"Under our order of appointment from . . . [this House] and Standing Order No. 152B of the other place, we have two functions in relation to remedial orders. First, we act as guarantor of the propriety of the use of the power to make remedial orders under section 10 and Schedule 2 of the Human Rights Act 1998. Secondly, we act in place of the Joint Committee on Statutory Instruments to ensure that the order meets the criteria of formal propriety which normally fall within the purview of that Committee. We explained our responsibilities in more detail in our Seventh Report of 2001–02".

I would bore and tire the House unnecessarily if I went into the details. Then we explained:

    "When a remedial order is made by the urgent procedure, [the Committee] are required to report at least once during the 120 days within which the Order must be approved by affirmative resolution of both Houses if it is not to lapse. In practice, we report in the first 60 days, so that the Minister can take account of our report when deciding whether to withdraw the order and make and lay a new one. The matters on which the Committee must report are: . . . whether the order imposes a charge on public revenues or requires payments to be made to a public authority; . . . whether there is doubt as to whether it is intra vires; . . . whether it appears to make unusual or unexpected use of the power under which it is made; . . . whether for any reasons its purport calls for further elucidation; . . . whether its drafting appears to be defective; . . . whether there appears to have been unjustifiable delay in the publication or laying of the order, or in notifying the Speaker and Lord Chancellor where the instrument has come into force before being laid; and . . . whether the order should be approved in the form in which it is originally laid before Parliament, or should be replaced by a modified order, or should not be approved.

    "In practice [the Joint Committee] also report whether we consider it was proper to proceed by way of remedial order",

rather than, for example, by primary legislation. The report continues:

    "Section 10(2) of the Human Rights Act provides that a Minister should only proceed to remedy the incompatibility by means of a remedial order, rather than by primary legislation, if he or she 'considers that there are compelling reasons' to do so. We also consider whether, in our view, it was proper to use the urgent procedure".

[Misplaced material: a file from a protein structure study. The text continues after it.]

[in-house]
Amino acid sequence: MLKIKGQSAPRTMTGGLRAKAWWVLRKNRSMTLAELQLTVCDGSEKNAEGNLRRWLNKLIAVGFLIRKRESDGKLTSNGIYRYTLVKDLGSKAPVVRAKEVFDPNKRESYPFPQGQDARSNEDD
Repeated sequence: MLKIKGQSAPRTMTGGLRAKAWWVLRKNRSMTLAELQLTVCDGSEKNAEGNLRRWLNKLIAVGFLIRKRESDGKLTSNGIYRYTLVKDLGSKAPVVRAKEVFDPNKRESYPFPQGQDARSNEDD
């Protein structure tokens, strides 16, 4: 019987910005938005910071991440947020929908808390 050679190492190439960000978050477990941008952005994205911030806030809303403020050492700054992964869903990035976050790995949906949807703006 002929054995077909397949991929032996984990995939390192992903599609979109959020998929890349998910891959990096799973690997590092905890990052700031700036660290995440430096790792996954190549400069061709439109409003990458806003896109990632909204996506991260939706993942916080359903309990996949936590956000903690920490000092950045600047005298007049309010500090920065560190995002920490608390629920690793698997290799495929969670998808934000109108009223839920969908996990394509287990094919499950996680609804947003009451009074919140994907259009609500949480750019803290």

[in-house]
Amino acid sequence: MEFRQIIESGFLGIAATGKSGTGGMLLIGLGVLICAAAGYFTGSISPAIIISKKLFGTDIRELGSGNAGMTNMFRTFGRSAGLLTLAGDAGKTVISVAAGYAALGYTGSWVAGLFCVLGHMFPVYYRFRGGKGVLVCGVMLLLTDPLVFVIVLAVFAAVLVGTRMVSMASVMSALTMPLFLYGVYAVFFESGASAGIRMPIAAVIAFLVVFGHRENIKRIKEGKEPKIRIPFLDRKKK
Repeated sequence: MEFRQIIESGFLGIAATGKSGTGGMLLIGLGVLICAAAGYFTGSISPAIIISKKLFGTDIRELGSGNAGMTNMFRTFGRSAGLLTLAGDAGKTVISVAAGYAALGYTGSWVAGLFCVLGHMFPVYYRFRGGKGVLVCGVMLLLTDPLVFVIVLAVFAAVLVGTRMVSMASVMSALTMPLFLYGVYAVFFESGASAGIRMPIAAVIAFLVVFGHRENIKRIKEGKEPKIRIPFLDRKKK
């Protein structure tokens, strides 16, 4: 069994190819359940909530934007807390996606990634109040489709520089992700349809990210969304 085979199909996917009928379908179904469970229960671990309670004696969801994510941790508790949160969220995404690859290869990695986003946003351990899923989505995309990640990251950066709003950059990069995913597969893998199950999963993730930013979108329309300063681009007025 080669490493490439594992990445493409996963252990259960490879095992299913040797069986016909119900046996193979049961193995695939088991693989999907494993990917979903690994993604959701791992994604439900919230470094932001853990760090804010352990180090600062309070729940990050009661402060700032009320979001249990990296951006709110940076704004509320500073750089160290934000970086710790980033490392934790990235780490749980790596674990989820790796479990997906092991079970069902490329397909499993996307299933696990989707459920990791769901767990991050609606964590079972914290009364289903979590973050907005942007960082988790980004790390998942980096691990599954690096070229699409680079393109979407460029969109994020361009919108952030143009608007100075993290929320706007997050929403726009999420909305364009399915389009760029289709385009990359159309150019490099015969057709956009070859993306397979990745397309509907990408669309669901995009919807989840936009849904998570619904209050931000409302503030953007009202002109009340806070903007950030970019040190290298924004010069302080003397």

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I apologise for having taken so long on such an apparently dull subject. I hope that that account fully explains the rather elaborate and good general procedure that ensures that a watchdog committee scrutinises remedial orders in draft or otherwise very thoroughly and reports to the Minister conscientiously. Then the committee and the Minister make sure that the right procedure is followed and the House has a fully adequate period to consider the matter. So far as concerns the 60-day period, having looked at the matter, the committee considered that it was unnecessary to insist on 60 days having expired before the draft order could be pursued if the committee had reported that it would be appropriate to approve the draft order in the form in which it had been laid. All of that was explained at Second Reading so I do not need to refer to it.

I hope that I have answered all the questions. I have one small and very pedantic point to mention, not because I expect the Minister to be able to deal with it, but because his advisers might wish to consider the matter. It is a non-controversial point. Reading Schedule 2 to the 1998 Act carefully, I wonder whether the heading to paragraph 4 should read "Urgent cases" when the paragraph deals with urgent and non-urgent cases. If I am right, that is the kind of tedious, pedantic tidying up that only a lawyer might mention. It may be wholly unnecessary, but perhaps the Home Office could consider the point before the Bill leaves this House. With that I hope that my noble friend will be satisfied.